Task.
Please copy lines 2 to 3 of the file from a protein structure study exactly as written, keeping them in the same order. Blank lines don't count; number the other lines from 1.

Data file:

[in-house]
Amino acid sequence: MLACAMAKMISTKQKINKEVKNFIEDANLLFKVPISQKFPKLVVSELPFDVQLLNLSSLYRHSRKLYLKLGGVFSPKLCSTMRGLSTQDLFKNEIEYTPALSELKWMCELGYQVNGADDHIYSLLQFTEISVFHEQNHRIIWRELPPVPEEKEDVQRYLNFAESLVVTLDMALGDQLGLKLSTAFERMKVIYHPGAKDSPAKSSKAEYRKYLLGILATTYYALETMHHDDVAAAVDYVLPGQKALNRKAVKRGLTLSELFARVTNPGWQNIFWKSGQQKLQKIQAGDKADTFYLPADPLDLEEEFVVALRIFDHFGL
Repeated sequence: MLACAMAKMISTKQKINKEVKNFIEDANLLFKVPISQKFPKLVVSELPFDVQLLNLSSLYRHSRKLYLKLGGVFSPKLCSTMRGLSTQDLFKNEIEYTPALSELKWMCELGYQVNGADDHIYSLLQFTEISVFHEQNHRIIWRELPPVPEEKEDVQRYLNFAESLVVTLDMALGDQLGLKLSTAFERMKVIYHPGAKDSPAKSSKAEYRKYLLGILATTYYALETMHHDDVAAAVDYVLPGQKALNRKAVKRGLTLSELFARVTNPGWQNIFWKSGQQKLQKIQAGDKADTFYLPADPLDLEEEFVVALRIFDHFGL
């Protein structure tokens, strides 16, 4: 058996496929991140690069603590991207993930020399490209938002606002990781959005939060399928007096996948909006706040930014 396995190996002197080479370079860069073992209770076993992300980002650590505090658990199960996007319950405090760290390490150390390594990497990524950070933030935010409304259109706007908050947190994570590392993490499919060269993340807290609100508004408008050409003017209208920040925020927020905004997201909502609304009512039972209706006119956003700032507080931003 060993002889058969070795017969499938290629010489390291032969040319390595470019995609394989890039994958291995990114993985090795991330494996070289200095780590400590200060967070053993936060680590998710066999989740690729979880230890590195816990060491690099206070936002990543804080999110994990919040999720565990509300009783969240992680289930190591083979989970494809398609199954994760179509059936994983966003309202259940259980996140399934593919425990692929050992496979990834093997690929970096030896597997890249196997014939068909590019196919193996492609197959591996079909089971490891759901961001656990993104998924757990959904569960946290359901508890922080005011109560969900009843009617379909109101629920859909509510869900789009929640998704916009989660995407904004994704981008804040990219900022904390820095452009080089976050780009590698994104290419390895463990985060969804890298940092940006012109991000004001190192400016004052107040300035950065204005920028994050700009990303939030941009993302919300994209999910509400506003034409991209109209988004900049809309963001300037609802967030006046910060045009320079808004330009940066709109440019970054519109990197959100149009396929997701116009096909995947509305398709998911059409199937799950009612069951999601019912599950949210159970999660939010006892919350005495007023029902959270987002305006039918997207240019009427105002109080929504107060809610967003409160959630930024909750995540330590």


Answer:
Amino acid sequence: MLACAMAKMISTKQKINKEVKNFIEDANLLFKVPISQKFPKLVVSELPFDVQLLNLSSLYRHSRKLYLKLGGVFSPKLCSTMRGLSTQDLFKNEIEYTPALSELKWMCELGYQVNGADDHIYSLLQFTEISVFHEQNHRIIWRELPPVPEEKEDVQRYLNFAESLVVTLDMALGDQLGLKLSTAFERMKVIYHPGAKDSPAKSSKAEYRKYLLGILATTYYALETMHHDDVAAAVDYVLPGQKALNRKAVKRGLTLSELFARVTNPGWQNIFWKSGQQKLQKIQAGDKADTFYLPADPLDLEEEFVVALRIFDHFGL
Repeated sequence: MLACAMAKMISTKQKINKEVKNFIEDANLLFKVPISQKFPKLVVSELPFDVQLLNLSSLYRHSRKLYLKLGGVFSPKLCSTMRGLSTQDLFKNEIEYTPALSELKWMCELGYQVNGADDHIYSLLQFTEISVFHEQNHRIIWRELPPVPEEKEDVQRYLNFAESLVVTLDMALGDQLGLKLSTAFERMKVIYHPGAKDSPAKSSKAEYRKYLLGILATTYYALETMHHDDVAAAVDYVLPGQKALNRKAVKRGLTLSELFARVTNPGWQNIFWKSGQQKLQKIQAGDKADTFYLPADPLDLEEEFVVALRIFDHFGL